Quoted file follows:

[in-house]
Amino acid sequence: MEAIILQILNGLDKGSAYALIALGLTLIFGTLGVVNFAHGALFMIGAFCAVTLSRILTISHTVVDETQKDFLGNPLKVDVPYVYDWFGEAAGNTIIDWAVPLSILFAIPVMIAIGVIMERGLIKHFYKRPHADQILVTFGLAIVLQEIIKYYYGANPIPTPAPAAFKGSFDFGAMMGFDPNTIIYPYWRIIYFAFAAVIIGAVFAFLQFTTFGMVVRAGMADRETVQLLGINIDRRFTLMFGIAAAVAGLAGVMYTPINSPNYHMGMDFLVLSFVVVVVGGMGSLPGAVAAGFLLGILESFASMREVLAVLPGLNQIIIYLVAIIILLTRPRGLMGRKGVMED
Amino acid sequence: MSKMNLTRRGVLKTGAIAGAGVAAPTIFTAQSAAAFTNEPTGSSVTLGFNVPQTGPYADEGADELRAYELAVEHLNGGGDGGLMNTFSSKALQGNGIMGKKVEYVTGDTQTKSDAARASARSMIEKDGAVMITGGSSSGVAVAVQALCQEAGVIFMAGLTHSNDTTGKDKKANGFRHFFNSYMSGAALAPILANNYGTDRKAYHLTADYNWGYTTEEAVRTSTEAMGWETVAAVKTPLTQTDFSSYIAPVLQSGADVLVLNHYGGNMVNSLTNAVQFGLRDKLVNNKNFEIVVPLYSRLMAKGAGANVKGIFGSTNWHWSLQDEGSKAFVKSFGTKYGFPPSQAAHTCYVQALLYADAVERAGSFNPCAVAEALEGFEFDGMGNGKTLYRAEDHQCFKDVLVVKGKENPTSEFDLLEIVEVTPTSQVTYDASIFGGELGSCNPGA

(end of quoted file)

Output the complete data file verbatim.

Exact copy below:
[in-house]
Amino acid sequence: MEAIILQILNGLDKGSAYALIALGLTLIFGTLGVVNFAHGALFMIGAFCAVTLSRILTISHTVVDETQKDFLGNPLKVDVPYVYDWFGEAAGNTIIDWAVPLSILFAIPVMIAIGVIMERGLIKHFYKRPHADQILVTFGLAIVLQEIIKYYYGANPIPTPAPAAFKGSFDFGAMMGFDPNTIIYPYWRIIYFAFAAVIIGAVFAFLQFTTFGMVVRAGMADRETVQLLGINIDRRFTLMFGIAAAVAGLAGVMYTPINSPNYHMGMDFLVLSFVVVVVGGMGSLPGAVAAGFLLGILESFASMREVLAVLPGLNQIIIYLVAIIILLTRPRGLMGRKGVMED
Amino acid sequence: MSKMNLTRRGVLKTGAIAGAGVAAPTIFTAQSAAAFTNEPTGSSVTLGFNVPQTGPYADEGADELRAYELAVEHLNGGGDGGLMNTFSSKALQGNGIMGKKVEYVTGDTQTKSDAARASARSMIEKDGAVMITGGSSSGVAVAVQALCQEAGVIFMAGLTHSNDTTGKDKKANGFRHFFNSYMSGAALAPILANNYGTDRKAYHLTADYNWGYTTEEAVRTSTEAMGWETVAAVKTPLTQTDFSSYIAPVLQSGADVLVLNHYGGNMVNSLTNAVQFGLRDKLVNNKNFEIVVPLYSRLMAKGAGANVKGIFGSTNWHWSLQDEGSKAFVKSFGTKYGFPPSQAAHTCYVQALLYADAVERAGSFNPCAVAEALEGFEFDGMGNGKTLYRAEDHQCFKDVLVVKGKENPTSEFDLLEIVEVTPTSQVTYDASIFGGELGSCNPGA